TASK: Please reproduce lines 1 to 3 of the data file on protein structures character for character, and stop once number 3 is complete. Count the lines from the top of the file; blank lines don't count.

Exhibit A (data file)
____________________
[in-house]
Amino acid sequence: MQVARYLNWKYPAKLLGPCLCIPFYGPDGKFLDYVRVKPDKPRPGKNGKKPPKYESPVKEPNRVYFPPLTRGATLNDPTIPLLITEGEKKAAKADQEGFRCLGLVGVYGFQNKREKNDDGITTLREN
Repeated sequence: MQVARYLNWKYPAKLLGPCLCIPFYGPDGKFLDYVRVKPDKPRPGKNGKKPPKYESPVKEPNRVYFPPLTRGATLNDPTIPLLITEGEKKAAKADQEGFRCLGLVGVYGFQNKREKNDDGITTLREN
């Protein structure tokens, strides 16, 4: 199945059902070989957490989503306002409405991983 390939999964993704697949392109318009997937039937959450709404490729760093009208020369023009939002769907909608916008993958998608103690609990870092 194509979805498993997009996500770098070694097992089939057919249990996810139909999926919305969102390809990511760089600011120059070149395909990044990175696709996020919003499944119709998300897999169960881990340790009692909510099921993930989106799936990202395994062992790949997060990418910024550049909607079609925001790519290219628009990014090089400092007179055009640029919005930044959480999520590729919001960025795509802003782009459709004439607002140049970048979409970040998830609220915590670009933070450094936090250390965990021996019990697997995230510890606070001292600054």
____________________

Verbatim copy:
[in-house]
Amino acid sequence: MQVARYLNWKYPAKLLGPCLCIPFYGPDGKFLDYVRVKPDKPRPGKNGKKPPKYESPVKEPNRVYFPPLTRGATLNDPTIPLLITEGEKKAAKADQEGFRCLGLVGVYGFQNKREKNDDGITTLREN
Repeated sequence: MQVARYLNWKYPAKLLGPCLCIPFYGPDGKFLDYVRVKPDKPRPGKNGKKPPKYESPVKEPNRVYFPPLTRGATLNDPTIPLLITEGEKKAAKADQEGFRCLGLVGVYGFQNKREKNDDGITTLREN